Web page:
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Culture / Foodie Events

$1 Burger Day at Whataburger Creates a Crazy Frenzy

Did You Fall For the Fast-Food Hoopla?

BY // 03.30.16

Whataburger can raise passions higher than even the raciest Spanish telenovela. If you’re into Whataburger, you’re really into it. Which is why word of a $1 burger day at the Texas-based chain nearly triggered the Internet’s version of a stampede.

As an official-looking ad declaring Tuesday to be “Dollar Burger Day” at Whataburger spread with a force usually reserved for things like a Smashing Pumpkins reunion, people publicly made plans to go on burger binges.

Alas, the Internet can be a cruel, fickle mistress.

The ad turned out be nothing but an elaborate hoax and people went back to calmly eating the rather average burgers for their regular $2.94 full price. The lure of $1 food — seemingly no matter what it is — will rage on, though. Whether it’s a real steal like the $1 steak sandwiches actually offered by Morton’s last summer or this fake Whataburger deal, there is just something about the idea of plunking down 100 pennies for a full meal that sends hearts aflutter.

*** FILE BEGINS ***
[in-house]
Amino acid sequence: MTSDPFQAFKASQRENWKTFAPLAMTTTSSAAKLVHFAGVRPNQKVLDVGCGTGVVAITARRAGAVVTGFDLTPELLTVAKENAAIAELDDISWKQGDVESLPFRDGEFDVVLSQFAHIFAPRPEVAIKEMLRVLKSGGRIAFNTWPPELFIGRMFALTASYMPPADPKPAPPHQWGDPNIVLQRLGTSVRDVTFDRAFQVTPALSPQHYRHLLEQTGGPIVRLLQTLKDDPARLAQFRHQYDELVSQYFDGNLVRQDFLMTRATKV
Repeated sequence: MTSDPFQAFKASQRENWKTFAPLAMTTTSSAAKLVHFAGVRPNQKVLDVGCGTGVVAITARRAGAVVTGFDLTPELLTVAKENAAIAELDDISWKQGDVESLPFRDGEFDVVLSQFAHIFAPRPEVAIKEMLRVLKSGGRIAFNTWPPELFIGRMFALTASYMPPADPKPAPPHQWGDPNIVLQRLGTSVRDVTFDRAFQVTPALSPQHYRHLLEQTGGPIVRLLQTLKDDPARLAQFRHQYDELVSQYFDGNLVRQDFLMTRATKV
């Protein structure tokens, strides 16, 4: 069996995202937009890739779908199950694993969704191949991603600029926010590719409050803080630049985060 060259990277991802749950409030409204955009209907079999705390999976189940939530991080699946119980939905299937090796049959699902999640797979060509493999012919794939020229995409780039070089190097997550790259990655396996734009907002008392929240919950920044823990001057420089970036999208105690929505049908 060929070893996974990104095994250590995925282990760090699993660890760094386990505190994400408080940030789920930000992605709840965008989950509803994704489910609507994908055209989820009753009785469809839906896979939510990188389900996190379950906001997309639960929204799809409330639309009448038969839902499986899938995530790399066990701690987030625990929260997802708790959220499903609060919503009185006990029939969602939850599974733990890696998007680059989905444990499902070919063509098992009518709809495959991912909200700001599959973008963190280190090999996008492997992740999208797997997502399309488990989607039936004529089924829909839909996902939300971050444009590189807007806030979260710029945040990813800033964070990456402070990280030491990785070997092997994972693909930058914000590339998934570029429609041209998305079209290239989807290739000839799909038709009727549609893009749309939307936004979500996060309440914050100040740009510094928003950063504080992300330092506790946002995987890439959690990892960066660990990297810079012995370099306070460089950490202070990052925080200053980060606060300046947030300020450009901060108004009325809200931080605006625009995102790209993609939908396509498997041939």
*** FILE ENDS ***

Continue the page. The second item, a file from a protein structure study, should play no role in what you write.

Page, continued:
At least the Morton’s deal represented a huge gain — and almost justified the lines that snaked out onto the sidewalk at the high-end steakhouse chain’s Galleria-area restaurant. Dinner can easily run more than $50 per person at Morton’s. But $1 Whataburger? How many more of these things are you can going to get down in one sitting just because they’re (allegedly) cheaper one day?

Unless you’re Takeru Kobayashi, are we really talking volume savings, here? Is this even pleasurable eating?

At least, we know one person who wasn’t going to be food catfished by same rather lame fake Whataburger promotion. You can be assured that PaperCity‘s James Brock wasn’t lining up outside a local Whataburger to get this hoax of a “steal.”

To be fair, Whataburger did its best to debunk the “deal.” The chain tweeted, “We are sorry for the confusion, but this promotion is a hoax and had no affiliation with us.”

The Internet’s almost made for these type of cheap-food frenzies, though. The only real question is: What will be next? And will it be real?

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